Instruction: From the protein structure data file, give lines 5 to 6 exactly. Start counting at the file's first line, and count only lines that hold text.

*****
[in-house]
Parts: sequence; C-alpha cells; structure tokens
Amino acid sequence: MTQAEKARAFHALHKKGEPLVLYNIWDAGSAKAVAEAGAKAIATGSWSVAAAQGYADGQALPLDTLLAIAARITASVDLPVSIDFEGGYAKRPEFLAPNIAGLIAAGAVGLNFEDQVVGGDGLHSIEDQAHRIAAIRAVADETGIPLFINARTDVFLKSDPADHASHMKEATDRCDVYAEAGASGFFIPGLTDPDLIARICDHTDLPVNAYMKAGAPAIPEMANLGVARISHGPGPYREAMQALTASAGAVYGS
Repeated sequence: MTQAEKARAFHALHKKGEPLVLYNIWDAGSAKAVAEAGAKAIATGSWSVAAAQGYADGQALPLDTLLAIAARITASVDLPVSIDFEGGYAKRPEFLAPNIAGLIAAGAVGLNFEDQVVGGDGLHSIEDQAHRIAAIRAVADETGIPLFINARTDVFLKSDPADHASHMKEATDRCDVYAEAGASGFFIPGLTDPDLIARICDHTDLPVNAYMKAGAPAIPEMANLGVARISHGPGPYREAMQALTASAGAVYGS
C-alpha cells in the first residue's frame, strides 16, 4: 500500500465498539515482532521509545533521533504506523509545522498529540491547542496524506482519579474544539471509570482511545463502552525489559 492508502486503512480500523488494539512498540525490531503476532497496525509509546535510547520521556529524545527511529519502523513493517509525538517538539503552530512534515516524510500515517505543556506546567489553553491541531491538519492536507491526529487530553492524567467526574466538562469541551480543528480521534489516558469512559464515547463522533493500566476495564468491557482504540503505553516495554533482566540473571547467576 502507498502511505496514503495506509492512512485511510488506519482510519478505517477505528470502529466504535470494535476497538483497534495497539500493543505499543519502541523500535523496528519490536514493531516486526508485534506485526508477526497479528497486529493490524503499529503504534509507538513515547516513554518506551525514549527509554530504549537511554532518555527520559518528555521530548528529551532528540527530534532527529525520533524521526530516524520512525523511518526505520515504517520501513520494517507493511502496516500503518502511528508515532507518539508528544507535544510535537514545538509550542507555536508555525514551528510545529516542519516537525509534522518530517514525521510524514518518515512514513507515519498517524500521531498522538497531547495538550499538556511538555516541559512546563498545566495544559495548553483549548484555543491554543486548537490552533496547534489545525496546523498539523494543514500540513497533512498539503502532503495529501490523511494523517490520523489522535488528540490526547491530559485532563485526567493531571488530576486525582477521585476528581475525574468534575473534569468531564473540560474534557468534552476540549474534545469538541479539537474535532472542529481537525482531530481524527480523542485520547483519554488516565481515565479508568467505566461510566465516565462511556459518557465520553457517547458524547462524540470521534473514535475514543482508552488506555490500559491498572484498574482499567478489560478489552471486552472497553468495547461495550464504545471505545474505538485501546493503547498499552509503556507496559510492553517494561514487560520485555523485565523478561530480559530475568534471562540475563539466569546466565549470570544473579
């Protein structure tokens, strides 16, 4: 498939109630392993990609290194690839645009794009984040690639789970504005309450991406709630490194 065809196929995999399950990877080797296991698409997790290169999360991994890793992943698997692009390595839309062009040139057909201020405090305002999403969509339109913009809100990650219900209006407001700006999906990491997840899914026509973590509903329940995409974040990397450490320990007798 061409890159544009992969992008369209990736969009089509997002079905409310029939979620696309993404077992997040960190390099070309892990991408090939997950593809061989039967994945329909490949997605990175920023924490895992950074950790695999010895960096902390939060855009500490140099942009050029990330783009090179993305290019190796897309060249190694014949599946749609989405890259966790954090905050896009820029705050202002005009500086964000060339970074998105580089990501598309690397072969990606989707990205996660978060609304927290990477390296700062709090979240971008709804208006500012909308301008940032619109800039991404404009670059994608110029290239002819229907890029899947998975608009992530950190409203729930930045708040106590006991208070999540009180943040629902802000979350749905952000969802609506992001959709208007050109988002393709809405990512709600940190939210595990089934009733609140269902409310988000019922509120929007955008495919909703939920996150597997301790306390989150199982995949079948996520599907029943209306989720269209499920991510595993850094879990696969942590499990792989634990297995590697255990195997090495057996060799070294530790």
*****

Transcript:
C-alpha cells in the first residue's frame, strides 16, 4: 500500500465498539515482532521509545533521533504506523509545522498529540491547542496524506482519579474544539471509570482511545463502552525489559 492508502486503512480500523488494539512498540525490531503476532497496525509509546535510547520521556529524545527511529519502523513493517509525538517538539503552530512534515516524510500515517505543556506546567489553553491541531491538519492536507491526529487530553492524567467526574466538562469541551480543528480521534489516558469512559464515547463522533493500566476495564468491557482504540503505553516495554533482566540473571547467576 502507498502511505496514503495506509492512512485511510488506519482510519478505517477505528470502529466504535470494535476497538483497534495497539500493543505499543519502541523500535523496528519490536514493531516486526508485534506485526508477526497479528497486529493490524503499529503504534509507538513515547516513554518506551525514549527509554530504549537511554532518555527520559518528555521530548528529551532528540527530534532527529525520533524521526530516524520512525523511518526505520515504517520501513520494517507493511502496516500503518502511528508515532507518539508528544507535544510535537514545538509550542507555536508555525514551528510545529516542519516537525509534522518530517514525521510524514518518515512514513507515519498517524500521531498522538497531547495538550499538556511538555516541559512546563498545566495544559495548553483549548484555543491554543486548537490552533496547534489545525496546523498539523494543514500540513497533512498539503502532503495529501490523511494523517490520523489522535488528540490526547491530559485532563485526567493531571488530576486525582477521585476528581475525574468534575473534569468531564473540560474534557468534552476540549474534545469538541479539537474535532472542529481537525482531530481524527480523542485520547483519554488516565481515565479508568467505566461510566465516565462511556459518557465520553457517547458524547462524540470521534473514535475514543482508552488506555490500559491498572484498574482499567478489560478489552471486552472497553468495547461495550464504545471505545474505538485501546493503547498499552509503556507496559510492553517494561514487560520485555523485565523478561530480559530475568534471562540475563539466569546466565549470570544473579
């Protein structure tokens, strides 16, 4: 498939109630392993990609290194690839645009794009984040690639789970504005309450991406709630490194 065809196929995999399950990877080797296991698409997790290169999360991994890793992943698997692009390595839309062009040139057909201020405090305002999403969509339109913009809100990650219900209006407001700006999906990491997840899914026509973590509903329940995409974040990397450490320990007798 061409890159544009992969992008369209990736969009089509997002079905409310029939979620696309993404077992997040960190390099070309892990991408090939997950593809061989039967994945329909490949997605990175920023924490895992950074950790695999010895960096902390939060855009500490140099942009050029990330783009090179993305290019190796897309060249190694014949599946749609989405890259966790954090905050896009820029705050202002005009500086964000060339970074998105580089990501598309690397072969990606989707990205996660978060609304927290990477390296700062709090979240971008709804208006500012909308301008940032619109800039991404404009670059994608110029290239002819229907890029899947998975608009992530950190409203729930930045708040106590006991208070999540009180943040629902802000979350749905952000969802609506992001959709208007050109988002393709809405990512709600940190939210595990089934009733609140269902409310988000019922509120929007955008495919909703939920996150597997301790306390989150199982995949079948996520599907029943209306989720269209499920991510595993850094879990696969942590499990792989634990297995590697255990195997090495057996060799070294530790």